Between these first several days Leah and I also visited other impressive museums and relics. We ventured down into the Basilica Cistern which was created somewhere around 500 A.D. and is still an atmospherically wonderful place to visit. Indeed, as Leah was quick to note, these cisterns were even used for filming one of the date scenes on ABC’s The Bachelorette, and I can see why (Leah: not that I would ever deign to watch crappy reality TV with my friend, Ellen, who was referenced in our Chiang Mai, Thailand blog post.). From there we visited the Mosaic Museum which houses the original location of various pre-Ottoman mosaics, replete with mythical symbolism and picturesque storytelling. Afterwards we made our way into the Istanbul Archaeological Museums, which have an impressively daunting collection of artifacts dating from 6,000 B.C. onwards, including Alexander the Great’s Sarcophagus (which wasn’t even his apparently). Making our way from floor to floor Leah and I finally had to leave because the information finally became too much for us to handle.

Adjacent to the Archaeological Museum is Topkapi Palace which formerly served as the sultan’s seat of power in ancient Istanbul. This well preserved and heavily visited site would prove to be another source of history-overload, but not before we were able to visit the Sultan’s Harem. As the name suggests this compound did house some concubines and other important women in the sultan’s circle, but it was really so much more—it was his private quarters as well as those of his most trusted and powerful advisers. It was home to the queen, any princes, eunuchs (who held some of the government’s highest posts) and numerous military and political elite. It was a must-see look into a world that most of us can only imagine. To have been a fly on the wall five hundred years ago…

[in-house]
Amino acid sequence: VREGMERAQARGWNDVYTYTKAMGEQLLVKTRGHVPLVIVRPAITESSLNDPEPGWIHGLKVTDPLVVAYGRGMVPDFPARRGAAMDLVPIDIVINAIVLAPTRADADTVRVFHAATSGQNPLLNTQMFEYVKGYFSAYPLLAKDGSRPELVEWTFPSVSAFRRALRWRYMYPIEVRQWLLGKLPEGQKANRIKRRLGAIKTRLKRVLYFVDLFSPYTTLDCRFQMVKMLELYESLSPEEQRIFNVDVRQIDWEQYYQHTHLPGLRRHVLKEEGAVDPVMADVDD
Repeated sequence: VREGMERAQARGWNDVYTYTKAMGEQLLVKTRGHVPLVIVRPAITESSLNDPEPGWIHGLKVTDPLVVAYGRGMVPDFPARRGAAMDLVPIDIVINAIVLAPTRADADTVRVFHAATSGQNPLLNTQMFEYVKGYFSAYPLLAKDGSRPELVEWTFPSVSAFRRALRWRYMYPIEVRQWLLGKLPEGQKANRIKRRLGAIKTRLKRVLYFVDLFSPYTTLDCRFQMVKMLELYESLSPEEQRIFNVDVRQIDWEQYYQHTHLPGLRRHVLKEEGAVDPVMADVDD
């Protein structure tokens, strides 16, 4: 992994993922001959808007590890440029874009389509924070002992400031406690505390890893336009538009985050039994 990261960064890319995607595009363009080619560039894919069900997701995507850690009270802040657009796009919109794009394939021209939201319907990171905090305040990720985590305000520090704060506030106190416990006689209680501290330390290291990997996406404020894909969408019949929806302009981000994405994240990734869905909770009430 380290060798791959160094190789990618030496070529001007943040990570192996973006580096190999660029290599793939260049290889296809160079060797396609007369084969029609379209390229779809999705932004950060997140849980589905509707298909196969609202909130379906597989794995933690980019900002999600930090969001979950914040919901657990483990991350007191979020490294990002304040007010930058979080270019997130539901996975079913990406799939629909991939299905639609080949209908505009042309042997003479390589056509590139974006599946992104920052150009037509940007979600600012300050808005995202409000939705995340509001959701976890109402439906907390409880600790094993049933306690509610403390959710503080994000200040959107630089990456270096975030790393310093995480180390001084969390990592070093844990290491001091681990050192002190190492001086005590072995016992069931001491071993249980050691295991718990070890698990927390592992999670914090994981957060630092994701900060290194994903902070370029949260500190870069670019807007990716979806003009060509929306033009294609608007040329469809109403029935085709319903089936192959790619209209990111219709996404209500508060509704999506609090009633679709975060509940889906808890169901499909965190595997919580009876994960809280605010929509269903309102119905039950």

Wandering through the rest of Istanbul Leah and I found ourselves sampling foodstuffs such as the almighty kebab (which come in various sandwich and burrito fashions, to put it ignorantly), the Turkish staple of balik ekmek (which is a grilled fish sandwich that I found satisfyingly tasty), rolled lahmacuns similar to a flatbread pizza, and of course baklava and Turkish delight. And no visit to Istanbul would be complete without a jaunt through the aptly named Grand Bazaar which houses vendor upon vendor selling everything from clothes to jewelry to lamps to rugs, and EVERYTHING in between. Although we didn’t purchase anything, I did end up with the business card of a rug dealer who curiously had pictures of himself with numerous ex-Presidents (i.e. George W. and Bill Clinton), U.S. Senators, and rock gods like Eric Clapton. Apparently they all buy rugs from him. I’m pretty sure the pictures weren’t Photoshopped and I’m pretty sure this guy is in organized crime.

Leah: As luck would have it, we had also been offered hospitality by a local Couchsurfer, Özkal, who lived a quick walk and a connecting bus ride away. Our host’s abode was a tiny walk-up apartment on the top floor of an elevator-less 7 floor building, so after a bit of huffing and puffing we were soon enjoying the sweeping views to the sea on the balcony as we learned how Özkal teaches industrial engineering at a local university when he’s not tinkering with his own inventions. An avid cyclist, our host also enjoys pimping out his bicycles with personally-created flashy electronic accessories and even received a brand new unicycle while we were there, which he quickly assembled while watching riding lesson tutorials on YouTube.

However, one of my favorite parts of staying here was the fact that we were perfectly positioned not only on the top floor of an apartment building, but also right in the middle of a circle of mosques, the minarets of which we could see in every direction we looked. This was all the more incredible in the evenings when we'd return after a day of sightseeing in time to hear the last adhan, or call to prayer, of the day echoing from every corner of the city.